By Mike Greenblatt
You’ve heard of Americana (the only good country music being made these days). May I introduce you to Native Americana. “Cradle To The Grave” is the fourth CD by Cary Morin, a proud member of Crow Nation, the Native American tribe who historically inhabited the Yellowstone River Valley until forced onto a Billings Montana reservation. Singer/Songwriter Morin grew up just off the Missouri River before he moved to Colorado as an adult. His fingerpicking provides a delightful acoustic program with vestiges of blues, bluegrass, jazz, jam and reggae. He wrote eight of 11, the most profound of which is his Dylanesque protest “Dawn’s Early Light,” in support of the Standing Rock Sioux Tribe of the Dakotas and their fight against the Dakota Access Pipeline. His covers are way cool: “Nothing Compares 2 U” by Prince, “Back On The Train” by Phish and “Mississippi Blues” by Willie Brown [1900-1952].
Peter Karp is a star. The outrageously talented singer-songwriter-guitarist-pianist-producer is on his eighth album and if “Alabama Town” (Rose Cottage Records) doesn’t put him over the top, nothing will. He let loose his sexy partner Sue Foley after two great albums and tours. Now he’s front’n’center and what a crew he has behind him! These 13 originals rock with a lusty down-home feel propelled by his stinging slide guitar and rough-hewn vocals. Plus, Karp writes like the late Guy Clark with an aptitude for detail and that’s a pretty supreme compliment. Mick Taylor (Stones), Garth Hudson (The Band), Paul Carbonara (Blondie), Todd Wolfe (Sheryl Crow), James Otis Karp (his son) and blues-harp man Dennis Gruenling are only six of 21 musicians who add their talents. Highlights include “Kiss The Bride” and “Beautiful Girl” but there’s not a clinker in the batch.
All hail John Latini when he says “The Blues Just Makes Me Feel Good” (Smokin’ Sleddog Records). An early entry for blues debut of the year, this firebrand guitarist refuses to commit to the usually simplistic blues format, preferring weird changes and even weirder chords. As a singer, he puts across his message with grit and soul, his many years of experience etched into his phrasing like lines on an old man’s forehead. He growls. He moans. He’s a passionate purveyor of communicable emotion who will get under your skin. His lyrics are literature. When he performs his songs like “Lord Made Me A Weak Man,” “Rutabaga Cheesecake” or the closing “I will Be Haunting You,” you believe him. HIGHLY RECOMMENDED.
“Diggin’ Up My Roots” on Flip Records by The Greg Hatza ORGANization has the longtime Baltimore blues man pounding his keyboards and singing up a storm. Dude plays piano, organ, tabla, sitar and even an erhu (two-stringed Chinese fiddle). With a Masters in music theory and the kind of international savvy that’s taken him to India and Russia, his “…Roots” include the music he grew listening to in Pennsylvania like Percy Mayfield’s 1950 “Please Send Me Someone To Love,” Jimmy Forrest’s 1951 “Night Train,” Ray Charles’ 1954 “I Got A Woman,” Lloyd Price’s 1959 #1 hit “Stagger Lee,” Chris Kenner’s 1961 “Something You Got” and Tommy Tucker’s 1963 “Hi Heel Sneakers,” amidst his own “Baltimore Strut” and others. It’s a freewheeling affair, filled with gutsy vocals and rockin’ arrangements from this ORGANization of drums/guitar/sax banging out backup to his terrific electronic keyboards. It’s a keeper.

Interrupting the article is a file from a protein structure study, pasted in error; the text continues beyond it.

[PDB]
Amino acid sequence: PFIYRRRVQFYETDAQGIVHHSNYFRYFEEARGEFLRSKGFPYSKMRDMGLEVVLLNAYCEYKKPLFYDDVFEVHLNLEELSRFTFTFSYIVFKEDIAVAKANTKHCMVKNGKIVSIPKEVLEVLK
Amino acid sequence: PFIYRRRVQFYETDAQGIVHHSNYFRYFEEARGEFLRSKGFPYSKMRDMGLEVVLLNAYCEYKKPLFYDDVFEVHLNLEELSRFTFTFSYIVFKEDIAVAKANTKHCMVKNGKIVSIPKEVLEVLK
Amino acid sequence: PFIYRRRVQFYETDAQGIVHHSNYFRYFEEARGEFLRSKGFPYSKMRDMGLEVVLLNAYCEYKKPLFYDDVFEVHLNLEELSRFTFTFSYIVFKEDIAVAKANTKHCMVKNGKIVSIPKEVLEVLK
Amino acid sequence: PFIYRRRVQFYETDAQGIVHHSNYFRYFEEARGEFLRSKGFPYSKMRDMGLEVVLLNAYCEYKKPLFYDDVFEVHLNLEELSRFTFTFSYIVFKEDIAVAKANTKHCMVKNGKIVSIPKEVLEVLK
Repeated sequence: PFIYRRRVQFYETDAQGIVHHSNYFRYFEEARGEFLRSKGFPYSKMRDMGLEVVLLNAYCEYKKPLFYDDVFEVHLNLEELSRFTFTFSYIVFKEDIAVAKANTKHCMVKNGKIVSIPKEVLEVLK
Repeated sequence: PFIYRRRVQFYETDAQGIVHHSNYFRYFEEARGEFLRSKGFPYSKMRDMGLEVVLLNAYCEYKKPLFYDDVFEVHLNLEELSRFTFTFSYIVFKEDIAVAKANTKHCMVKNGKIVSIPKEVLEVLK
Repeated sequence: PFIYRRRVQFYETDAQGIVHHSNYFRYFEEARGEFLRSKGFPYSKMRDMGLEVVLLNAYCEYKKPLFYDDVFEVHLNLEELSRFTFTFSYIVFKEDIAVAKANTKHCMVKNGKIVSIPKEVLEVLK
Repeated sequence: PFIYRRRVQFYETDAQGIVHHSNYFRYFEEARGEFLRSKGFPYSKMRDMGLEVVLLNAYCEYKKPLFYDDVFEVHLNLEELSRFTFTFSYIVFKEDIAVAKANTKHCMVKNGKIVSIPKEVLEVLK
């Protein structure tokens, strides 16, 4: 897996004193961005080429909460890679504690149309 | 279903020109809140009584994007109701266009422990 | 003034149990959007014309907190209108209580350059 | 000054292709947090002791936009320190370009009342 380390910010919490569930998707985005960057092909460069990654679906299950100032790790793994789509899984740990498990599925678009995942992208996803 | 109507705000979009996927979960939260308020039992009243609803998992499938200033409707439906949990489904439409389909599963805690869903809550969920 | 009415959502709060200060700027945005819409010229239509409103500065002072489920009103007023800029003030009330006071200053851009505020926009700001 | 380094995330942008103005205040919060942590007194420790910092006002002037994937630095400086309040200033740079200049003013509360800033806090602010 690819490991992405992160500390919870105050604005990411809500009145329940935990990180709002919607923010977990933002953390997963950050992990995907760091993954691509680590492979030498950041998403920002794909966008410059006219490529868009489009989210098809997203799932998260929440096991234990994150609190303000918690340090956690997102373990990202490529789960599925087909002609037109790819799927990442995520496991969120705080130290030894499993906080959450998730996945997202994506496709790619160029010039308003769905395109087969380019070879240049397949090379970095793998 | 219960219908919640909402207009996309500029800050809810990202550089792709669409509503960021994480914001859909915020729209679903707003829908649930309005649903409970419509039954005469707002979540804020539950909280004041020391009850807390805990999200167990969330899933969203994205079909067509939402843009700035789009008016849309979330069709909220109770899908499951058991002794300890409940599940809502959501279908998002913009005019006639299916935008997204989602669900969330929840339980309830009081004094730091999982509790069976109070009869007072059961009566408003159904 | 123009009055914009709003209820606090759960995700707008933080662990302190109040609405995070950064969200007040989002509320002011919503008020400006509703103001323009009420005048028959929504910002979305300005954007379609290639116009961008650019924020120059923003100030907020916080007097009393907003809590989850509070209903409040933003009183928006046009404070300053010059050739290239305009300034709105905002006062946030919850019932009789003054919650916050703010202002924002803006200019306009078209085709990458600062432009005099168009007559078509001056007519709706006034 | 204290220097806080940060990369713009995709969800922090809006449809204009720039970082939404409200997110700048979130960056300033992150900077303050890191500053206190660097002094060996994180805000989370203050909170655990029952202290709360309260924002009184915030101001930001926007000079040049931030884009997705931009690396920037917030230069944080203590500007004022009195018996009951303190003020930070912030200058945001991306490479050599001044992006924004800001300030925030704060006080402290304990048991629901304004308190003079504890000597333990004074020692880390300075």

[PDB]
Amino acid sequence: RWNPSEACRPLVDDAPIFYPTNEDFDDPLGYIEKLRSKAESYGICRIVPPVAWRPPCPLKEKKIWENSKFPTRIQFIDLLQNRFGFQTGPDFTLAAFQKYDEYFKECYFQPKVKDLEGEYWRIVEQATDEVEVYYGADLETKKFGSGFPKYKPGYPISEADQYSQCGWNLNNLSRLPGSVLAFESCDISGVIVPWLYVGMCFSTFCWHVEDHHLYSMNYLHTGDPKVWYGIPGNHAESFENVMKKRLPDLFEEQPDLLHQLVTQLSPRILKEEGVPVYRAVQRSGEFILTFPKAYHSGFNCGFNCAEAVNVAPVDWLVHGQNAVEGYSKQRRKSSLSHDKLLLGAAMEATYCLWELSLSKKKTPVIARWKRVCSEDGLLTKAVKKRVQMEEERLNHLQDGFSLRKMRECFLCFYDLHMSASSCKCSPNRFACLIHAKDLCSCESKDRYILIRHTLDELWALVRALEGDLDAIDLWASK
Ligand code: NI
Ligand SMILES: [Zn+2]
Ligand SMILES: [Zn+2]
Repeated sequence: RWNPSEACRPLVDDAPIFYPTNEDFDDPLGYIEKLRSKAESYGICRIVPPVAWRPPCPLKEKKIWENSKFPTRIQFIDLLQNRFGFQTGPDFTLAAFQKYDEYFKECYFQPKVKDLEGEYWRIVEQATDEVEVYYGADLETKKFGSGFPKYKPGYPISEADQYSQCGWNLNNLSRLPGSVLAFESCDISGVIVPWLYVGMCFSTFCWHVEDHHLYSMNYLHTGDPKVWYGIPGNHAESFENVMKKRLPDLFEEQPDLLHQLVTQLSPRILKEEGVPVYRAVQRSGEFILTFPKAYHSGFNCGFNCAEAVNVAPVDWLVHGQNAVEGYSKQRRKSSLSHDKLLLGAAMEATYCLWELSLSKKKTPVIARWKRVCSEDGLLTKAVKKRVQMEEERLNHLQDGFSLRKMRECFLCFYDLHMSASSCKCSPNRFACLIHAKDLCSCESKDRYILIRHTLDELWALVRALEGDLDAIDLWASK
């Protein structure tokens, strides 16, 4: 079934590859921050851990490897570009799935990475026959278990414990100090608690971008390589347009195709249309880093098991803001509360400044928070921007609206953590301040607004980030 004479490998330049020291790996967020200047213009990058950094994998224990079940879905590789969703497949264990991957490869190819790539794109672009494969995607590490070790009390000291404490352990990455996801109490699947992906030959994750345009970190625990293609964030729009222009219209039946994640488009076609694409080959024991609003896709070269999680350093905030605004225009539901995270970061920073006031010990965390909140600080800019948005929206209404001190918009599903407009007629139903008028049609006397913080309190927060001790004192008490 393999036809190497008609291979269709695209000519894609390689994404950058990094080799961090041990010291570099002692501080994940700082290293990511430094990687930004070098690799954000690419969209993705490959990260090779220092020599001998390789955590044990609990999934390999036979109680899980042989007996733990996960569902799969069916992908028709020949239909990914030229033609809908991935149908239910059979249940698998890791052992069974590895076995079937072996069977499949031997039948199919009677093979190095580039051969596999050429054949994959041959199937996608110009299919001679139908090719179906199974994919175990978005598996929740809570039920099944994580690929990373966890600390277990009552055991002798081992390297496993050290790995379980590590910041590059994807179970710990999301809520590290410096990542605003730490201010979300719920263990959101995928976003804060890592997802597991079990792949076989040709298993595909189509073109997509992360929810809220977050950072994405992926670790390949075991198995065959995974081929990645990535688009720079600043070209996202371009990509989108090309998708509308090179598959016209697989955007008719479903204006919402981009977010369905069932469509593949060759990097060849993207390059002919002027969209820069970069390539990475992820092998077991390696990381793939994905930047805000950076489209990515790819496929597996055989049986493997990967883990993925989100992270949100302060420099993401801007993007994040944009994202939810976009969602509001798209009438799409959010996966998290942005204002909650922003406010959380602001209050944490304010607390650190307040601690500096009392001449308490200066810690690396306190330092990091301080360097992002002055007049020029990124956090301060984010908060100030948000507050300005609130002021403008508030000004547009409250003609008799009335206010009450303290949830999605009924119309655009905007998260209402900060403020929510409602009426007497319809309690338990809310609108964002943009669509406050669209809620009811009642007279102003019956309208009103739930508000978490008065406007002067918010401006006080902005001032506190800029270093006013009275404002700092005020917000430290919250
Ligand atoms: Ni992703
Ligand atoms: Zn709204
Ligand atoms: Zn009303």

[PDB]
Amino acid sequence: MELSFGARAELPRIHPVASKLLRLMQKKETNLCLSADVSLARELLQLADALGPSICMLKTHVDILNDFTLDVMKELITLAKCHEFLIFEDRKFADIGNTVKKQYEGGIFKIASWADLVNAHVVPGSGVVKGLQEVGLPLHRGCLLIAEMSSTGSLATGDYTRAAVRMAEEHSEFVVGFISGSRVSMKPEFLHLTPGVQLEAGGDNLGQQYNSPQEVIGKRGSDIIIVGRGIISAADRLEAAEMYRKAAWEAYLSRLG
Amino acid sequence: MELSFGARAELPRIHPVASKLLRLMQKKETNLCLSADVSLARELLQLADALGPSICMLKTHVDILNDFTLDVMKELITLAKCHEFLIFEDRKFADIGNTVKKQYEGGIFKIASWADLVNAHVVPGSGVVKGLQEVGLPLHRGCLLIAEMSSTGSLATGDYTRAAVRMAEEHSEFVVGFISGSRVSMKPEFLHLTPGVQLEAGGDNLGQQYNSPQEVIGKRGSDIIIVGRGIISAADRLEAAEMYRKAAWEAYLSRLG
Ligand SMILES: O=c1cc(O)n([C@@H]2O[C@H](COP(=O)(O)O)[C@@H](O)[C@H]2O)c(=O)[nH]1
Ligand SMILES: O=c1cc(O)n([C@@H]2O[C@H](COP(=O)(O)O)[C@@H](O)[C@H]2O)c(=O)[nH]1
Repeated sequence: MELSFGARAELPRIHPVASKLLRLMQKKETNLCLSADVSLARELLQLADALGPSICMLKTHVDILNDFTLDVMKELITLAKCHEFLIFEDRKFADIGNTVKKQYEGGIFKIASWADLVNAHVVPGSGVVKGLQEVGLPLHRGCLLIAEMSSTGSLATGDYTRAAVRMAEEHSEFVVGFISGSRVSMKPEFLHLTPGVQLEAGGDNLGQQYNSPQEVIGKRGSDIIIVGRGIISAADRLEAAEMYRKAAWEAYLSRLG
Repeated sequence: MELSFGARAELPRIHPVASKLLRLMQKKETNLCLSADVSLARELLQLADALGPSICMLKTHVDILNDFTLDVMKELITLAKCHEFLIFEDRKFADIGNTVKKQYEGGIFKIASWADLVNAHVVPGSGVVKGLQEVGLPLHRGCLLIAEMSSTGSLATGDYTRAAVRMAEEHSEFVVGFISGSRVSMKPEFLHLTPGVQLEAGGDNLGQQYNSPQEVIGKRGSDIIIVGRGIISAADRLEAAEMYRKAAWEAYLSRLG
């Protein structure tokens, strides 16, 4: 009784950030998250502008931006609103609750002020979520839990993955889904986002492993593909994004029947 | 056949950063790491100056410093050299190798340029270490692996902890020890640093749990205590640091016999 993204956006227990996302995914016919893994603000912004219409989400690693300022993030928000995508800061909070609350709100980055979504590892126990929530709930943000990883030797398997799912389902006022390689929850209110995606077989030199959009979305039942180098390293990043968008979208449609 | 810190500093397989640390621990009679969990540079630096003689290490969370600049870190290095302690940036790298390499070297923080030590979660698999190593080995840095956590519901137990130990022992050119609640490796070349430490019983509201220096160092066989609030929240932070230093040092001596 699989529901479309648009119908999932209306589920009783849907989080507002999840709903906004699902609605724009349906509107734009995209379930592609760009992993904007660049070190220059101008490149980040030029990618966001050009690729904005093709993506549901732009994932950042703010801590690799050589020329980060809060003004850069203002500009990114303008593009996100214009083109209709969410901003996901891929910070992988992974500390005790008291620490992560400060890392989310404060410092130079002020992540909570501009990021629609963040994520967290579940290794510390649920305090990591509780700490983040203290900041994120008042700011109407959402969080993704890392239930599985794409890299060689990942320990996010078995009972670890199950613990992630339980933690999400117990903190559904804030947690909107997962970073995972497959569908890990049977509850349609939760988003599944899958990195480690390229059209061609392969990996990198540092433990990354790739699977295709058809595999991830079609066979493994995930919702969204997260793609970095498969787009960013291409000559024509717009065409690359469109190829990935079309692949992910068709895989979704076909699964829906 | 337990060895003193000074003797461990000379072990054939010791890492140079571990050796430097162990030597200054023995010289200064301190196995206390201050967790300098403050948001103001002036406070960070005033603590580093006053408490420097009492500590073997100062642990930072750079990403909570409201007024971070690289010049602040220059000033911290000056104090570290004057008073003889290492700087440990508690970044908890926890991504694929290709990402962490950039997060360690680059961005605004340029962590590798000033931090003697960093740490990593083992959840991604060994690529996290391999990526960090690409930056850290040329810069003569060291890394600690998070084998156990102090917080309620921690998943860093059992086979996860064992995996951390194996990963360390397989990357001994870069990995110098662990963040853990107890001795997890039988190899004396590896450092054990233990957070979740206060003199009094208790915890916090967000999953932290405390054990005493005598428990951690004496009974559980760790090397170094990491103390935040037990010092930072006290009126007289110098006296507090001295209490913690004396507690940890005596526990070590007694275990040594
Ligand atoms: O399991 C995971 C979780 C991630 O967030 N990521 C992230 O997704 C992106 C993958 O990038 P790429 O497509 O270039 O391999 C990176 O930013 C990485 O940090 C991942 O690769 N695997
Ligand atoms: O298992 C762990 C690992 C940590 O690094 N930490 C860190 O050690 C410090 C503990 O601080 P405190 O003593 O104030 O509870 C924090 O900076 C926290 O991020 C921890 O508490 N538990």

The Queen Of Detroit Blues, Thornetta Davis, is an “Honest Woman” on her new self-released ball-buster of an album where she really gets down and dirty to spit out some sisterhood anthems, sweet soul, funky blues and even some country-tinged Americana. Between the rampaging horns and the guitar-driven rock’n’roll, this gal’s a one-woman party of epic proportions. Fab T-Bird Kim Wilson shines right along with her on her own “I Gotta Sing The Blues.” This uppity wild woman does not do covers. She wrote 12 of 13 with her sister writing the backporch delta folk of “When My Sister Sings The Blues.” The Larry McCray Band is on hand for the gospel-touched “Set Me Free.” And if you’re man enough to handle a woman of such voracious appetites, you might really understand her highlight here: “I Need A Whole Lotta Lovin’ To Satisfy Me.” Then there’s the swingin’ jump-blues of “Get Up And Dance Away Your Blues” and the vintage R’n’B of the title tune. I can’t seem to get this thing out of my CD player. Think Etta James crossed with Big Mama Thornton. Oh Yeah!
Soul Scratch is “Pushing Fire” on its sophomore Colemine Records release. Picture a hot-rockin’ propulsive guitar/bass/drums band with a front man like a male version of Alabama Shakes singer Brittany Howard. Then add a kickin’ trumpet/sax tandem. They’ve been plying their trade in the San Fernando Valley of Los Angeles, making their crowds absolutely dance-dizzy. That feel translates well to this project of old-school funk and soul shouts. And it’s all produced as if they were James Brown’s back-up band or Booker T & The MGs. Highlight? How about all 10 tracks!
Finally, Mads Tolling & The Mads Men are “Playing The ‘60s” in looking back at the era of the popular cable show Mad Men and what was on television, in the movies and on the radio back in the day. These TV theme songs go down light and smooth from violinist Tolling and his Men on keyboards, bass and drums. It’s jazz, for sure, but even jazz haters should be able to get behind “Meet The Flintstones,” “The Pink Panther,” “Mission: Impossible,” “The Good The Bad & The Ugly,” “Peter Gunn,” “Hawaii 5-0” and the very recognizable melodies of “A Taste of Honey,” “Georgia On My Mind,” “My Girl,” “All Along The Watchtower,” “The Look Of Love” and “What A Wonderful World.”